Service principal names (SPNs) are used to uniquely identify each instance of a Windows service. To enable authentication, Kerberos requires that SPNs be associated with at least one service logon account (an account specifically tasked with running a service ).    
Adversaries possessing a valid Kerberos ticket-granting ticket (TGT) may request one or more Kerberos ticket-granting service (TGS) service tickets for any SPN from a domain controller (DC).   Portions of these tickets may be encrypted with the RC4 algorithm, meaning the Kerberos 5 TGS-REP etype 23 hash of the service account associated with the SPN is used as the private key and is thus vulnerable to offline Brute Force attacks that may expose plaintext credentials.   
This same attack could be executed using service tickets captured from network traffic. 
Cracked hashes may enable Persistence, Privilege Escalation, and Lateral Movement via access to Valid Accounts. 
Ensure strong password length (ideally 25+ characters) and complexity for service accounts and that these passwords periodically expire.  Also consider using Group Managed Service Accounts or another third party product such as password vaulting. 
Limit service accounts to minimal required privileges, including membership in privileged groups such as Domain Administrators.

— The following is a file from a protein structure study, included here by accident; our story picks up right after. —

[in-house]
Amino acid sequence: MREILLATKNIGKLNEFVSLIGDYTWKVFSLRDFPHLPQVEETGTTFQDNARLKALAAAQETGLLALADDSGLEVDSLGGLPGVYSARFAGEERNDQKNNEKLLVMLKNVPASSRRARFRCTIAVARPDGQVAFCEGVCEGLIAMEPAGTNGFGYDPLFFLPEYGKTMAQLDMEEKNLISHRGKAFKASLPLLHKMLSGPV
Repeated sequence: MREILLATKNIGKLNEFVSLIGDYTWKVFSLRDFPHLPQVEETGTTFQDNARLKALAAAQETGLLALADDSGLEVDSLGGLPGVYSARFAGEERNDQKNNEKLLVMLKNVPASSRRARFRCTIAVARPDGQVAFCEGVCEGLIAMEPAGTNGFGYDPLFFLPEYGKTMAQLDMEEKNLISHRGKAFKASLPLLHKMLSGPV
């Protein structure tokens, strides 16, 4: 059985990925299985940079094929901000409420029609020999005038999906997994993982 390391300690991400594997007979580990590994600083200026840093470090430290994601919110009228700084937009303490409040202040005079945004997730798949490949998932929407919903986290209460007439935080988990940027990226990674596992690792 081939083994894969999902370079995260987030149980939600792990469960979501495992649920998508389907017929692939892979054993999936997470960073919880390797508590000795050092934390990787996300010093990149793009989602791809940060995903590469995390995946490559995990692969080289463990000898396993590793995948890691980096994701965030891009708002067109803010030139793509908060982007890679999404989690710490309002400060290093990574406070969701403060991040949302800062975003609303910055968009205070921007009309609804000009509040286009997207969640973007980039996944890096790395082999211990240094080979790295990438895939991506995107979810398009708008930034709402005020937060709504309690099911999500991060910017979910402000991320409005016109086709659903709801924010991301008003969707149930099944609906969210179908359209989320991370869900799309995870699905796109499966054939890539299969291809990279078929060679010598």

Enable AES Kerberos encryption (or another stronger encryption algorithm), rather than RC4, where possible. 
Enable Audit Kerberos Service Ticket Operations to log Kerberos TGS service ticket requests. Particularly investigate irregular patterns of activity (ex: accounts making numerous requests, Event ID 4769, within a small time frame, especially if they also request RC4 encryption [Type 0x17]).  
- Bani, M. (2018, February 23). Detecting Kerberoasting activity using Azure Security Center. Retrieved March 23, 2018.
- Microsoft. (n.d.). Service Principal Names. Retrieved March 22, 2018.
- Microsoft. (2010, April 13). Service Principal Names (SPNs) SetSPN Syntax (Setspn.exe). Retrieved March 22, 2018.
- Medin, T. (2014, November). Attacking Kerberos - Kicking the Guard Dog of Hades. Retrieved March 22, 2018.
- Schroeder, W. (2016, November 1). Kerberoasting Without Mimikatz. Retrieved March 23, 2018.
- EmpireProject. (2016, October 31). Invoke-Kerberoast.ps1. Retrieved March 22, 2018.
- Metcalf, S. (2015, December 31). Cracking Kerberos TGS Tickets Using Kerberoast – Exploiting Kerberos to Compromise the Active Directory Domain. Retrieved March 22, 2018.
- Schroeder, W. & Hart M. (2016, October 31). Invoke-Kerberoast. Retrieved March 23, 2018.